Project: Big Four Bridge - Louisville, KY
Customer: Waterfront Development Corporation
Contractor: T&C Contracting - Louisville, KY
Finisher:
Project obstacles and solutions: The Waterfront Development Corporation is an organization that has helped fund and refurbish the downtown shoreline in Louisville over the past 25 years. This included creating Waterfront Park, an 85 acre re-forested area along the Ohio River that hosts numerous civic events and celebrations annually. One of the last phases of the Waterfront Park project was to refurbish the Big Four Bridge, an abandoned railroad bridge, and convert it into a pedestrian and bicycle bridge between Louisville, Kentucky and Jeffersonville, Indiana. Both states agreed to pay for portions of the repurposing of the bridge and construction began in 2011.

The Big Four Bridge was originally constructed in 1883. The bridge was reconstructed in place in 1923 and supported daily traffic until 1968, when the railroad ceased using it. The access ramps were removed in 1969. The steel structure has been unused and left to decay over the past four decades. Reworking the bridge fit nicely into the long-term strategic plan of the Waterfront Development Corporation and would open more access to the park.

T&C Contracting won the bid to resurface the bridge. The engineering plans called for the removal of the old wooden ties and supports. These were replaced with pre-cast concrete panels which were mounted on the steel structure. The finished surface would be paved with three inches of concrete that capped the panels. The concrete was specified to contain KIM to waterproof the concrete and polypropylene fibers to control cracking. This called for a special concrete mix that could maintain its slump and entrained air. Using KIM in concrete can reduce air entrainment and cause freeze and thaw problems with the concrete. It also can impact the workability of the concrete. IMI’s QC/QA personnel in Louisville engineered a concrete mix that met specs and also sustained slump and air entrainment.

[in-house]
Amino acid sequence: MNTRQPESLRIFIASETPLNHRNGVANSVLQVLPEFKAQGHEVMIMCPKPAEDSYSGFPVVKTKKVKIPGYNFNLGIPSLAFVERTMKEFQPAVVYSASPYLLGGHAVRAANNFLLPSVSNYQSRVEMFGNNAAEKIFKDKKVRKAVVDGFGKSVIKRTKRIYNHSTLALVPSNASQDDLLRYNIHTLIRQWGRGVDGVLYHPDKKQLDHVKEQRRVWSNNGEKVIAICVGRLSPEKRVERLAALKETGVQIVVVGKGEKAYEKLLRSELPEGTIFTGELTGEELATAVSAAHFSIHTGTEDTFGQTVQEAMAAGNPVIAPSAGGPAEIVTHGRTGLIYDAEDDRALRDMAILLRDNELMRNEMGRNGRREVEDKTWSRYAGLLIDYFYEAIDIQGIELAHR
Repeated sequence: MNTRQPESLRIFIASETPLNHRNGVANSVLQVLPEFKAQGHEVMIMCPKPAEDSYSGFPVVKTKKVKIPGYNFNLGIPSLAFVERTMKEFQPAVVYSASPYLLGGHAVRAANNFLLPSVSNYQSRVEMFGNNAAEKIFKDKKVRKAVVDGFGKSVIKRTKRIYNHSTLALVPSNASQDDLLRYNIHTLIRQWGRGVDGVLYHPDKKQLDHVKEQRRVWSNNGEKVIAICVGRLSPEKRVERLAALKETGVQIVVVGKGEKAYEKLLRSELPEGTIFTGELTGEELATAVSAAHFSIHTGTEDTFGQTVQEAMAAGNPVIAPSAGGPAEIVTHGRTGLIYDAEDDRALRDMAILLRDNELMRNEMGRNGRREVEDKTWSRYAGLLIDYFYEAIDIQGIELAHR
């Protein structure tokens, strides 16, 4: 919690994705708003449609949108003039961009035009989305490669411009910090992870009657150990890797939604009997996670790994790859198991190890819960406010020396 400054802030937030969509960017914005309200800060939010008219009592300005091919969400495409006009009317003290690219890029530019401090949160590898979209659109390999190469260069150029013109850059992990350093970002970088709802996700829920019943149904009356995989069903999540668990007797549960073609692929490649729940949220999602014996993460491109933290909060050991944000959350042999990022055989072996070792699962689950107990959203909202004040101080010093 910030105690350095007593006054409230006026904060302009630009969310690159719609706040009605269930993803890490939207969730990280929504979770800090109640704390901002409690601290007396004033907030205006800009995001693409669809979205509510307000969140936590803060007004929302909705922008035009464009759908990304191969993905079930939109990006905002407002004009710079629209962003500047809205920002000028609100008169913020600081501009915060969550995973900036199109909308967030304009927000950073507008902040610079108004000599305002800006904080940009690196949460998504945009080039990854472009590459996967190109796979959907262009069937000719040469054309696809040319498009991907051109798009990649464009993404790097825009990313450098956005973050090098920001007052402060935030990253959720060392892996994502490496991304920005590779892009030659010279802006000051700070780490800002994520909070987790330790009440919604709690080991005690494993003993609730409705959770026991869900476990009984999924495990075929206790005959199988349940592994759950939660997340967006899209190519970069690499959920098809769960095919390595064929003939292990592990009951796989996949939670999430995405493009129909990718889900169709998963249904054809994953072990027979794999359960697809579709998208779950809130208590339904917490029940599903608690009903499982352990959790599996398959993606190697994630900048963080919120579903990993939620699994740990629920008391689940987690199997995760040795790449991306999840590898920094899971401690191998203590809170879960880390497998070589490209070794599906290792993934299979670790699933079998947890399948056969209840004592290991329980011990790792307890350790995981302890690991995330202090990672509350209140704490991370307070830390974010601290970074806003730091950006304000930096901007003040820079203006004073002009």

Concrete workability became a key to the success of this project. Once the concrete was delivered, it was pumped 55 feet onto the top of the bridge ramp on the Kentucky side of the river. It was pumped into two short mixer trucks atop the bridge – four yard mixers - and then transported 2,500 feet to the start of the placement. IMI delivered 470 yards of the special mix concrete for the project. It was finished in five days.

Both Kentucky and Indiana residents will have access to the bridge in the summer of 2013.


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